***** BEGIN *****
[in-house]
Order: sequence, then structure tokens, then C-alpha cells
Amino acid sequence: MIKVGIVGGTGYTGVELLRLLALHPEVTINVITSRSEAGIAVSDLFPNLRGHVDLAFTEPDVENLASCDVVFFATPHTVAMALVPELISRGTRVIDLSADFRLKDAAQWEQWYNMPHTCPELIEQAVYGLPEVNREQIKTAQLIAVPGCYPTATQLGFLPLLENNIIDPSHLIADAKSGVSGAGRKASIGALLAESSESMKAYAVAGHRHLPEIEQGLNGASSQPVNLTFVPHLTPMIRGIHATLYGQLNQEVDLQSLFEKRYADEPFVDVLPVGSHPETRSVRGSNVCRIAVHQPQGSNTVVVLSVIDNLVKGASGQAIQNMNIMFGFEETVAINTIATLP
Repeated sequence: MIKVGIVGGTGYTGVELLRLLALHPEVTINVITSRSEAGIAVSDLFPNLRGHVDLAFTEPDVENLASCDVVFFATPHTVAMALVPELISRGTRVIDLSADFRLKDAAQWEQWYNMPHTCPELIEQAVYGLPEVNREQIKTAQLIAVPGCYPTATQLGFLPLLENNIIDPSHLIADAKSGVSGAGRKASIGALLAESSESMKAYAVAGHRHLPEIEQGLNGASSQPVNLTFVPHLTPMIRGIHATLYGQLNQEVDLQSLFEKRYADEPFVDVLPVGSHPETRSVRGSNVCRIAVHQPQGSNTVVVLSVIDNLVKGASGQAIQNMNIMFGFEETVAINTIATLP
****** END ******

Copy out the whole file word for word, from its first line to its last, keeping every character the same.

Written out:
[in-house]
Order: sequence, then structure tokens, then C-alpha cells
Amino acid sequence: MIKVGIVGGTGYTGVELLRLLALHPEVTINVITSRSEAGIAVSDLFPNLRGHVDLAFTEPDVENLASCDVVFFATPHTVAMALVPELISRGTRVIDLSADFRLKDAAQWEQWYNMPHTCPELIEQAVYGLPEVNREQIKTAQLIAVPGCYPTATQLGFLPLLENNIIDPSHLIADAKSGVSGAGRKASIGALLAESSESMKAYAVAGHRHLPEIEQGLNGASSQPVNLTFVPHLTPMIRGIHATLYGQLNQEVDLQSLFEKRYADEPFVDVLPVGSHPETRSVRGSNVCRIAVHQPQGSNTVVVLSVIDNLVKGASGQAIQNMNIMFGFEETVAINTIATLP
Repeated sequence: MIKVGIVGGTGYTGVELLRLLALHPEVTINVITSRSEAGIAVSDLFPNLRGHVDLAFTEPDVENLASCDVVFFATPHTVAMALVPELISRGTRVIDLSADFRLKDAAQWEQWYNMPHTCPELIEQAVYGLPEVNREQIKTAQLIAVPGCYPTATQLGFLPLLENNIIDPSHLIADAKSGVSGAGRKASIGALLAESSESMKAYAVAGHRHLPEIEQGLNGASSQPVNLTFVPHLTPMIRGIHATLYGQLNQEVDLQSLFEKRYADEPFVDVLPVGSHPETRSVRGSNVCRIAVHQPQGSNTVVVLSVIDNLVKGASGQAIQNMNIMFGFEETVAINTIATLP